clock menu more-arrow no yes mobile

Filed under:

We’re Covering Joe Biden Like He’s an Aging Quarterback

Biden isn’t Tom Brady or Brett Favre. He’s more like the Tony Romo of politics, a guy whose big mistakes threaten to overshadow his talent. But Biden’s narrative arc and an aging quarterback’s are exactly the same.

Getty Images/Ringer illustration

Last week, on a trip to Iowa, Joe Biden had what football announcers call a tough afternoon. He mangled a line about “poor kids” and “white kids.” He confused two British prime ministers. He refused to call Donald Trump a white supremacist. He said, “We choose truth over facts.”

That was the press’s cue, once again, to ask whether the 76-year-old Biden can stay upright through a long campaign season—if he has what it takes to win the big one. If this journalistic ritual sounds familiar, you may know it by its sportswriting equivalent. Reporters are covering Biden like he’s an aging quarterback.

Gazing at an old quarterback’s ’scoped knees and slouching shoulders is a rich (in all senses of the word) tradition in sportswriting. Every TV debate show has a segment where the hosts compare Tom Brady, age 42, to the NFL’s actuarial tables. In 2006, Sports Illustrated began a profile of 36-year-old Brett Favre by quoting Dylan Thomas’s “Do not go gentle into that good night.” A photo of a bloody, helmetless Y.A. Tittle, snapped in his final season, is the most vivid image of pro football’s carnage.

Biden isn’t Brady or Favre or even Tittle. He’s more like the Tony Romo of politics, a manic improviser whose gaffes often overshadow his talent. But Biden and aging quarterbacks both follow the same narrative arc.

When sportswriters cover an old QB, the first thing they do is demand he make a decision about whether he’ll play another season. They plead: Make up your mind, already! To which the QB’s handlers reply: He earned the right to take his time!

Favre spent every offseason between 2007 and 2010 deciding whether he’d play again. It was a lot like Biden’s period of pondering that stretched until April 25, long after most candidates had entered the race. Biden’s campaign had scandals before it was officially a campaign.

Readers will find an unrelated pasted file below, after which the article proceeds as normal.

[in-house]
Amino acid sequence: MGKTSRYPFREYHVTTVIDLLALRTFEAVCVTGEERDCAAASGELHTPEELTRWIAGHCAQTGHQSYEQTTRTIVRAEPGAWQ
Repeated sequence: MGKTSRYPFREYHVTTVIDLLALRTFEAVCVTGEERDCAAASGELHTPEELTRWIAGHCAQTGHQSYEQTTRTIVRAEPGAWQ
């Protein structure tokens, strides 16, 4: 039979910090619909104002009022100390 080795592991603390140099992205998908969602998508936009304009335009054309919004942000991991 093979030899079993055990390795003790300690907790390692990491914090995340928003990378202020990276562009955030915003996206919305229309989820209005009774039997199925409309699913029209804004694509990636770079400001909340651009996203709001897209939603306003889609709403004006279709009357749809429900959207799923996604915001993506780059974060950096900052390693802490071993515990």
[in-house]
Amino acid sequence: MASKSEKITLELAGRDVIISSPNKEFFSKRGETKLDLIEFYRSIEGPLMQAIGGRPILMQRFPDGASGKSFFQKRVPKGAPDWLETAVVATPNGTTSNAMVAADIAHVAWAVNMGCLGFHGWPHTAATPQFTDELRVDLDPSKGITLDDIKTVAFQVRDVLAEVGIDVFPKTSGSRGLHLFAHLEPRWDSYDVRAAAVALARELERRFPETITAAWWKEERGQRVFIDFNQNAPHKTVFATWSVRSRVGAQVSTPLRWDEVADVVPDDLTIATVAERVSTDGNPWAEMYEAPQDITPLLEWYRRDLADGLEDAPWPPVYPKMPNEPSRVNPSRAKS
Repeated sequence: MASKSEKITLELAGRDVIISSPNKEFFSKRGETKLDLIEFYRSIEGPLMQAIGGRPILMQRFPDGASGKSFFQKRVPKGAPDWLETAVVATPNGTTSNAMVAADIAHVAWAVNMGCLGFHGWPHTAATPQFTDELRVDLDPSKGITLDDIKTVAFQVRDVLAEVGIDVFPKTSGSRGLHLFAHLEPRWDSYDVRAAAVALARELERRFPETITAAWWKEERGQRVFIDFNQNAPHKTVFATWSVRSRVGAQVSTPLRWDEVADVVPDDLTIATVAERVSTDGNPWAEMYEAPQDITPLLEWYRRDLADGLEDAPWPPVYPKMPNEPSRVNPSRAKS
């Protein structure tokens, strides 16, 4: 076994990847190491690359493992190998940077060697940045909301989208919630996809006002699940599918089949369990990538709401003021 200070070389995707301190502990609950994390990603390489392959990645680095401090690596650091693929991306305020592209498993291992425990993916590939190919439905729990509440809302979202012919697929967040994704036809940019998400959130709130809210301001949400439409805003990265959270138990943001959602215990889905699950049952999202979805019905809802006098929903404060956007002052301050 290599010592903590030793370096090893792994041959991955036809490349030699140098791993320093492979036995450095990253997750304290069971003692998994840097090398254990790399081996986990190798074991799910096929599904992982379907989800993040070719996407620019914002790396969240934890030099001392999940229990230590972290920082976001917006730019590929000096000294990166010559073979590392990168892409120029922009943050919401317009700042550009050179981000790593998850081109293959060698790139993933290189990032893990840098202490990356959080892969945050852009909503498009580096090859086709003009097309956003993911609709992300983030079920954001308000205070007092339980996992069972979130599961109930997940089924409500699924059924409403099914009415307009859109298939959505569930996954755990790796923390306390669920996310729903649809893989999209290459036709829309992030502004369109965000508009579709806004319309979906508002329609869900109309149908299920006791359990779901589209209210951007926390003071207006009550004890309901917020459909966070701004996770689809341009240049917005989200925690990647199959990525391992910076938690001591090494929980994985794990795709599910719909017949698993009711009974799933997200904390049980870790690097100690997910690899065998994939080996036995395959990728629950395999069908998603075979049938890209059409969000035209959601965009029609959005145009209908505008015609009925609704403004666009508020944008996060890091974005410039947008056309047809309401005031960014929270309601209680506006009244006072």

Sportswriters are usually so open with their doubts about an old quarterback’s ability that the QB says he’s playing to defy them. “I’ve got so much desire, so much pride,” Joe Namath said in his final year in pro football. “Some people don’t think I can play anymore, but they’re wrong and I’m going to prove them wrong.” With only minor editing, you could slip those words into Biden’s stump speech.

A sacred rite of covering an old quarterback is complaining that he’s too pigheaded to compensate for the effects of aging. Well into his 30s, Favre thought his improvisational skill was key to his greatness. “If I can’t do that, I can’t play,” he told SI’s Jeff MacGregor.

The political version of Favre rolling right and throwing the ball into triple coverage is “Biden being Biden.” “He’s uncoachable,” a Democratic strategist told Politico. “I’m Joe Biden,” Biden declared Thursday at the Iowa State Fair. “I’ve always been who I am.”

“Never once did he say, ‘I can’t throw it like I used to,’” one of Johnny Unitas’s teammates told the author Tom Callahan. “That’s us. We always think we can do it. ... You don’t want to give up what you love so much.” That, in a nutshell, is Biden’s ego and M.O.

Stung by sportswriter-critics, old QBs tend to vanish from the daily give-and-take with the press. Today, Brady speaks to the world mostly through Instagram and wellness tracts.

Similarly, Biden has run a campaign of infrequent events and almost no tough interviews. After getting shellacked by Kamala Harris during his first debate, Biden skipped the spin room, a time-honored move for athletes after a humiliating loss.

“Is Biden done?” asked The Hill, taking the familiar form of an ESPN chyron. “Has Biden Peaked?” asked The Wall Street Journal.

If pundits seem reluctant to answer those questions, as Politico’s Jack Shafer noted in a recent column, they may have learned from their sports counterparts. In 2016, ESPN’s Max Kellerman declared that Brady was “going to fall off a cliff.” Brady made the next three Super Bowls.

But let’s say Biden can’t manage an ungarbled sentence and starts to lose primaries. When an old quarterback gets himself in such a predicament, a sportswriter suggests he step aside. “There is a time and place to hang it up. Go out with dignity…” Etc., etc.

Biden has another similarity to an aging quarterback. The argument he’s putting to Democrats is essentially the same argument Favre, Namath, and Joe Montana put to general managers in their final years. You know me. We’ve won together. I may have lost a step. But do you really want to go with someone who’s untested? Eventually, Favre, Namath, and Montana lost the argument.

But if the Biden coverage has taken the same journalistic form as that of other fading gunslingers, it’s mostly because politics writing and sportswriting share a language of cliché. What do you do but reach for the classics? After Biden’s shaky performance in Iowa, a Democratic county chair told The New York Times, “He’s pressing against Father Time, who is a very tough competitor.” See, I would have gone with the tighter, crisper “Father Time is undefeated.” That’s why you leave sportswriting to the professionals.